Here are some examples of the kind of computation you can achieve using the
DANA framework. Be sure to have also a look at the `examples` directory as
well as the `models` one to get other examples of what can be done with DANA.

The dynamical neural field (DNF) theory has been introduced by Wilson and Cowan, and latter formalised by Amari and Taylor. This theory considers a neural population at the tissue level governed by a unique differential equation that describe the spatio-temporal evolution of coarse grained variables such as synaptic or firing rate activity. There have been numerous theoretical works related to the study of DNF properties like pattern formation, analytical solution, bifurcation conditions, etc.

More formaly, DNF equation reads:

1/α ∂u(x,t)/∂t = -u(x,t) + ∫ w(║y-x║) f(u(y,t))dy + I(x,t)(1)

where:

- u(x,t) is the potential of neural population at position x and time t
- w(d) is a neighborhood function from ℝ→ℝ
- f(u) is the firing rate of a single neuron
- α is the temporal decay of the synapse
- I(x,t) is the input at position x.

It is thus straightforward to numerically integrate the equation considering a given spatial and temporal resolution.

```
n = 256
src = np.zeros((n,))
tgt = Group((n,), """ dU/dt = (-V + 0.1*L + I);
V = maximum(U,0);
I; L """)
SparseConnection(src, tgt('I'), np.ones((1,)))
SharedConnection(tgt('V'), tgt('L'), +1.10*gaussian(2*n+1, 0.20)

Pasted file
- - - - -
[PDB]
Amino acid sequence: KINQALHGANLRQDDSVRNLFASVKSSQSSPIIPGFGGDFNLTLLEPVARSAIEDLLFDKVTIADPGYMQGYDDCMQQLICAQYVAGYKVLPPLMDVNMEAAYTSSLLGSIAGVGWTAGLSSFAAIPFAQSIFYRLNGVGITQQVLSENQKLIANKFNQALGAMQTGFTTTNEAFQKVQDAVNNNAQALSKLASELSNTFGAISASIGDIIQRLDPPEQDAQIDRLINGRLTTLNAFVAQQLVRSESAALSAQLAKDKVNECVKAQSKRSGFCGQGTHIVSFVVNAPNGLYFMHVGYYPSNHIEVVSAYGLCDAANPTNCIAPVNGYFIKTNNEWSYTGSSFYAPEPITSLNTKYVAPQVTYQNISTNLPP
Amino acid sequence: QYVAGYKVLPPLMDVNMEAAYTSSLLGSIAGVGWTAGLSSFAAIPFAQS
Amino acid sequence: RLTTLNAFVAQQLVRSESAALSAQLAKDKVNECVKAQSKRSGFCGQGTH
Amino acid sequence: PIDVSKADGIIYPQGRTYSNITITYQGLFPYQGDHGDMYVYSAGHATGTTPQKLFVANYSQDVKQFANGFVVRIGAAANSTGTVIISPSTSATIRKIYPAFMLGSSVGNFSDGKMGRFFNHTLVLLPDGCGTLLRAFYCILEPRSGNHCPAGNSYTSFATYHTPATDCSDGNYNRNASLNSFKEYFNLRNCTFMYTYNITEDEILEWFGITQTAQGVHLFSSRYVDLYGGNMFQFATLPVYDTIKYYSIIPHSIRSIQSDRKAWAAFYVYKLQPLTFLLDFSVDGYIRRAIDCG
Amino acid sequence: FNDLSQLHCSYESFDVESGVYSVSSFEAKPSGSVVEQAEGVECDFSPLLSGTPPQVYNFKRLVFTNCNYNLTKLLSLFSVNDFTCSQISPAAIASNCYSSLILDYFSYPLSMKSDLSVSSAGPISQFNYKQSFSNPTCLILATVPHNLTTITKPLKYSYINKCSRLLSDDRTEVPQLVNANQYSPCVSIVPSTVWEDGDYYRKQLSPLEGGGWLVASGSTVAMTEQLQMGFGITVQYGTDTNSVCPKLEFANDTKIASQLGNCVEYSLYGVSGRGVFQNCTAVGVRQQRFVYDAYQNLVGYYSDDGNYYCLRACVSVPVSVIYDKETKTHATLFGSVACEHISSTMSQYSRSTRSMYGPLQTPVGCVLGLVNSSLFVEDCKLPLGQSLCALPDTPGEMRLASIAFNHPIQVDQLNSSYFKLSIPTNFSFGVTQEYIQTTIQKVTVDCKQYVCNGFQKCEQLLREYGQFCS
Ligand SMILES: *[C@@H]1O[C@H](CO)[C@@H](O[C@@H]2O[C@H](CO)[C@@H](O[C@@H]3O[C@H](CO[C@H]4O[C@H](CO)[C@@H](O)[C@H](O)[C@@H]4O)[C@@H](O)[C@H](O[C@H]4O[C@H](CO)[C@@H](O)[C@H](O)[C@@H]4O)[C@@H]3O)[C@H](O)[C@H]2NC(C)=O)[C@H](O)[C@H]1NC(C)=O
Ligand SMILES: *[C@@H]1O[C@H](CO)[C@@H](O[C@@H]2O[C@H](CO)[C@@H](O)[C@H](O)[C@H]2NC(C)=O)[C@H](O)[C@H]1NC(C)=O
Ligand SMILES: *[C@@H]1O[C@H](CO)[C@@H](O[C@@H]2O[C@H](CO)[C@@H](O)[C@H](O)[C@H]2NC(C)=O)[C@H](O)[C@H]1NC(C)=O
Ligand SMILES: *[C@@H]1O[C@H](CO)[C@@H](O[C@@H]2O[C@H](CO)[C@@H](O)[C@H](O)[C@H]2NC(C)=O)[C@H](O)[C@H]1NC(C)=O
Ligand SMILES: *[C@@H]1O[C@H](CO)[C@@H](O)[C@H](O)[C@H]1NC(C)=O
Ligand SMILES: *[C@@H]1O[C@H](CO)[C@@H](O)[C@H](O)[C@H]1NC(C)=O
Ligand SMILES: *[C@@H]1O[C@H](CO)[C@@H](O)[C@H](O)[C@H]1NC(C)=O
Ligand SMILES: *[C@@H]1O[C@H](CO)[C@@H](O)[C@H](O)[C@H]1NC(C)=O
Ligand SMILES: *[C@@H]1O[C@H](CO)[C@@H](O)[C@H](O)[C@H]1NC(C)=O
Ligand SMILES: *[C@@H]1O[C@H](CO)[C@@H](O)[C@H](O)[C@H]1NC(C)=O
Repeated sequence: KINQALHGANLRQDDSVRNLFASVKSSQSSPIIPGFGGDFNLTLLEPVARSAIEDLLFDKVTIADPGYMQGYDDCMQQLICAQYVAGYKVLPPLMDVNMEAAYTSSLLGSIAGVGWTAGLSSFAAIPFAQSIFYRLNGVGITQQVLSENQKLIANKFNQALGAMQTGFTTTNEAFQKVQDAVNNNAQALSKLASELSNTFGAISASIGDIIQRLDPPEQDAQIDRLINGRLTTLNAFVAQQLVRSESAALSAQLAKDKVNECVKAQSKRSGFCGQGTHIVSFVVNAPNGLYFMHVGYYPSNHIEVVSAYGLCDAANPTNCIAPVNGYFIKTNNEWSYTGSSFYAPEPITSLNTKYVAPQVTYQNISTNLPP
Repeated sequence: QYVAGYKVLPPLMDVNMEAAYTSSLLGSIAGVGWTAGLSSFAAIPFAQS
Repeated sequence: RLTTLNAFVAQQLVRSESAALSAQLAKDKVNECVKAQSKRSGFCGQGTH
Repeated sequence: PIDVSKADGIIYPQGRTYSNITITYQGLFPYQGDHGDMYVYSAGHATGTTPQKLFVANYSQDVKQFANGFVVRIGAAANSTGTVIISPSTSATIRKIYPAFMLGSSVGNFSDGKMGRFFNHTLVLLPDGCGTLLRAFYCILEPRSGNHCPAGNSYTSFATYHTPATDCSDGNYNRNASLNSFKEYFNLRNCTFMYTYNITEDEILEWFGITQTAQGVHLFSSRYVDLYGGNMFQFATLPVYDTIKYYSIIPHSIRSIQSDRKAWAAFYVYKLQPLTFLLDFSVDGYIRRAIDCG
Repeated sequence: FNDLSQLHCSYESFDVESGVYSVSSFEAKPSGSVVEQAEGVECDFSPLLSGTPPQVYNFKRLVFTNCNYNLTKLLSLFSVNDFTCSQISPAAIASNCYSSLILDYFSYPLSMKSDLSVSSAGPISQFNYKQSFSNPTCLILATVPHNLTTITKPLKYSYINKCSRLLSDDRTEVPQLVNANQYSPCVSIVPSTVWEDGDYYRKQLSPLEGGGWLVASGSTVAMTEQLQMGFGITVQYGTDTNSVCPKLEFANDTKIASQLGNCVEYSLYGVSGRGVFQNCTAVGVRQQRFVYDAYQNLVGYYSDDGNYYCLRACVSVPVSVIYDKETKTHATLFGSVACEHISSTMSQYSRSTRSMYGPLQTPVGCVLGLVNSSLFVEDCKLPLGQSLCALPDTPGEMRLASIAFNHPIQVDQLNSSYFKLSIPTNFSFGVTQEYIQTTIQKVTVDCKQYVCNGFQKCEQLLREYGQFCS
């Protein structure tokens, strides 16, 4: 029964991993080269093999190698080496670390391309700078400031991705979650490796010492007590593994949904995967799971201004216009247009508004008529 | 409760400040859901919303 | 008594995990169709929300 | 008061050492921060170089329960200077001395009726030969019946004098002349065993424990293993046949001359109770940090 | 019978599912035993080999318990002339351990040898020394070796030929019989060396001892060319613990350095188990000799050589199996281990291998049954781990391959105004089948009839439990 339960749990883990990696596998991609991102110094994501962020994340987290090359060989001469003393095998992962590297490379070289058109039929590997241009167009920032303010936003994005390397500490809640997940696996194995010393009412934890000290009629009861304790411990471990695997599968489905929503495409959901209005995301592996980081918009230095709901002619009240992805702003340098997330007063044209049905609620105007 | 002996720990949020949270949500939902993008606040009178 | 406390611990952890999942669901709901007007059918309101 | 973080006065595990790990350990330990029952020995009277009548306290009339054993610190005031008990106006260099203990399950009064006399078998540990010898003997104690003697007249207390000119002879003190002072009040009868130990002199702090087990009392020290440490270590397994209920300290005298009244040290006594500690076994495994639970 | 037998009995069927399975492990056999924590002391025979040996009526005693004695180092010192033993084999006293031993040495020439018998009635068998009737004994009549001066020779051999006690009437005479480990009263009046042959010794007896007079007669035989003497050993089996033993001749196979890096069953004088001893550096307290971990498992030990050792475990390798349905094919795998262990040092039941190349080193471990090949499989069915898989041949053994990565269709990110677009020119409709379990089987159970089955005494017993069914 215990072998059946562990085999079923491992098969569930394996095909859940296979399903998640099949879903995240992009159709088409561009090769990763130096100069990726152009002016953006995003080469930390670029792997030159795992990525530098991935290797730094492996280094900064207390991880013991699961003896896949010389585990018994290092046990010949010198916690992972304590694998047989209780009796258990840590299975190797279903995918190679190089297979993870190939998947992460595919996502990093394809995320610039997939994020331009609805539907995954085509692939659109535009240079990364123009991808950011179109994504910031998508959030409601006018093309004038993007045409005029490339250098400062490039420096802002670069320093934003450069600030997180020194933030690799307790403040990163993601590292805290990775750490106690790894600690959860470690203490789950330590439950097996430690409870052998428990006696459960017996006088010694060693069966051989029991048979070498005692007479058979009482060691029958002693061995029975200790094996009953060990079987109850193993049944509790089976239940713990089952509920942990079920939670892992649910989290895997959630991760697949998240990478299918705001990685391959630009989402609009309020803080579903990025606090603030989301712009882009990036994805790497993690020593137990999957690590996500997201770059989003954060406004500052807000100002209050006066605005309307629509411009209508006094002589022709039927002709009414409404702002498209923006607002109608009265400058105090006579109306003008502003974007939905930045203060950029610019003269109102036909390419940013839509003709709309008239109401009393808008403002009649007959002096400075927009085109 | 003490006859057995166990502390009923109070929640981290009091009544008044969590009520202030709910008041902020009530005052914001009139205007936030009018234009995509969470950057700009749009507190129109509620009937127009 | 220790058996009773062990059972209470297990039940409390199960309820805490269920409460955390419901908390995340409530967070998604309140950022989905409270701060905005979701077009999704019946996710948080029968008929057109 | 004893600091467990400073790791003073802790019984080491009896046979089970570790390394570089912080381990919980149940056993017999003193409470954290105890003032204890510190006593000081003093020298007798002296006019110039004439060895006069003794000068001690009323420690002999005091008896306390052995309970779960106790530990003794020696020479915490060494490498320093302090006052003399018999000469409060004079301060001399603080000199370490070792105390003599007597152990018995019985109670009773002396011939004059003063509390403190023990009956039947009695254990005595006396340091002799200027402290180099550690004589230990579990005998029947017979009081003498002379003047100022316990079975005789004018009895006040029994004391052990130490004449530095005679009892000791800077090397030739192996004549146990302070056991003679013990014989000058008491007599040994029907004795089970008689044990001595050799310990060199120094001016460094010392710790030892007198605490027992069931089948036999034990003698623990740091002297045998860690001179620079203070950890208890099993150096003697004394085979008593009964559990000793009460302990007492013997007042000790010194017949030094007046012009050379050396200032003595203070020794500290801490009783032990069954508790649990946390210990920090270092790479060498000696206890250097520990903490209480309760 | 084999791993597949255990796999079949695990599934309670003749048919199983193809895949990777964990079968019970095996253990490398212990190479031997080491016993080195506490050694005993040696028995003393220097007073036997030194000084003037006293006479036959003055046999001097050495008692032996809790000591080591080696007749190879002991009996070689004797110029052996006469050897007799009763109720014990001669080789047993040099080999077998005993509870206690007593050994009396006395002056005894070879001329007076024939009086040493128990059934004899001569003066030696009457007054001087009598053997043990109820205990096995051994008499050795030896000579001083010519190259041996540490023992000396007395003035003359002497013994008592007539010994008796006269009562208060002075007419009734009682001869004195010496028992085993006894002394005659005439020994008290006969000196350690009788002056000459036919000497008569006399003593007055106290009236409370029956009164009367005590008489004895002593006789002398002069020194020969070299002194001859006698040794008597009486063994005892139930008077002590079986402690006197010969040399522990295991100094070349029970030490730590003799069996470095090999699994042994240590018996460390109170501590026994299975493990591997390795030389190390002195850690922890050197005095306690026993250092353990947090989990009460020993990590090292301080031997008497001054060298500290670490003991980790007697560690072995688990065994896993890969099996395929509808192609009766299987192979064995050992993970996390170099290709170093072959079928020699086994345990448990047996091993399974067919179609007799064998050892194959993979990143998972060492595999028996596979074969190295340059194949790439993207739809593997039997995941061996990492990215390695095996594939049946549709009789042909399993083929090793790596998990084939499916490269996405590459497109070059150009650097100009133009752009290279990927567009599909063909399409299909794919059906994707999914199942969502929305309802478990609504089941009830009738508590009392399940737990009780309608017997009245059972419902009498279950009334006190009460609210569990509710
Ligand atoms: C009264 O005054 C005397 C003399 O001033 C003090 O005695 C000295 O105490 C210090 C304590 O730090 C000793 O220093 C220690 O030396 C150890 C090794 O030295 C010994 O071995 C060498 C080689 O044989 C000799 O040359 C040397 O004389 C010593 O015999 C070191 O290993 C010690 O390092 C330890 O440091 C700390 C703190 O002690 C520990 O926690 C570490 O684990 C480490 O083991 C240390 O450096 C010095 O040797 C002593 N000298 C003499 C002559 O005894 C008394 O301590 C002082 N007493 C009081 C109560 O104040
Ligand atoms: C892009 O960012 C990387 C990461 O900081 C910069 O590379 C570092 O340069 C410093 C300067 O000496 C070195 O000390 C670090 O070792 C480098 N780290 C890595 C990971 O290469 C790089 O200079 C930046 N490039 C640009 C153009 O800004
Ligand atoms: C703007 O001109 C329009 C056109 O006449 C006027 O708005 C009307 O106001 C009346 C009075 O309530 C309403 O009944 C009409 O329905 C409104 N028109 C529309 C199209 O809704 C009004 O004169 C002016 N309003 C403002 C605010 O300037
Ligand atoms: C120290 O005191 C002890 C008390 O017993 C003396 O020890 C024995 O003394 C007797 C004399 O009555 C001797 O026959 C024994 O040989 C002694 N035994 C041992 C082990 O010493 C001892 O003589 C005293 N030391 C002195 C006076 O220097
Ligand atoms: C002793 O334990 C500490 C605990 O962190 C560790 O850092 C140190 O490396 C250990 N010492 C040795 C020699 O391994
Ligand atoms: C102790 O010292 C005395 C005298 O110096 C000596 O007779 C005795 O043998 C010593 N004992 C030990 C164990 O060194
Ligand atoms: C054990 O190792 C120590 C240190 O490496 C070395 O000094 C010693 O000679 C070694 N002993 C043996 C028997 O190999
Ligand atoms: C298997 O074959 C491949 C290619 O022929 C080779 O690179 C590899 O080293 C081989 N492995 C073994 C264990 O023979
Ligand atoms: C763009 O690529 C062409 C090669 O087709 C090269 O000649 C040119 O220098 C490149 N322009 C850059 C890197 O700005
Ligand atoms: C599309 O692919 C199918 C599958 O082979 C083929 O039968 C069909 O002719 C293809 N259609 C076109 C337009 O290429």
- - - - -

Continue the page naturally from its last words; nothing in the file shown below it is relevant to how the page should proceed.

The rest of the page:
-0.95*gaussian(2*n+1, 1.00))
```

The Gray Scott model is a mathematical model of the reaction and diffusion of chemical species and may produce a variety of behaviors as illustrated below:

A Gray Scott model is described by a set of two differential equations:

- ∂u/∂t = Du ∇²u - uv² + f(1-u) (1)
- ∂v/∂t = Dv ∇²v + vu² - (f+k)v (2)

that can be very easily modeled using DANA:

```
Z = Group((n,n), """ du/dt = Du*Lu - Z + F*(1-U)
dv/dt = Dv*Lv + Z - (F+k)*V
U = np.maximum(u,0)
V = np.maximum(v,0)
Z = U*V*V
Lu; Lv; """)
K = np.array([[np.NaN, 1., np.NaN],
[ 1., -4., 1. ],
[np.NaN, 1., np.NaN]])
SparseConnection(Z('U'),Z('Lu'), K, toric=True)
SparseConnection(Z('V'),Z('Lv'), K, toric=True)
```

The full sources for screenshots above are available from the `models`
directory in the DANA distribution.

The Bellmann-Ford algorithm can be implemented using DANA as illustrated below:

The idea is simply to use DANA to diffuse a value and to climb back the `V`
value to get the shortest path.

```
n = 61
a = 0.99
Z = 1-maze((n,2*n+1))
G = Group((n,2*n+1),'''V = I*maximum(maximum(maximum(maximum(V,E),W),N),S)
W; E; N; S; I''')
SparseConnection(Z, G('I'), np.array([ [1] ]))
SparseConnection(G('V'), G('N'), np.array([ [a], [np.NaN], [np.NaN] ]))
SparseConnection(G('V'), G('S'), np.array([ [np.NaN], [np.NaN], [a] ]))
SparseConnection(G('V'), G('E'), np.array([ [np.NaN, np.NaN, a] ]))
SparseConnection(G('V'), G('W'), np.array([ [a, np.NaN, np.NaN] ]))
```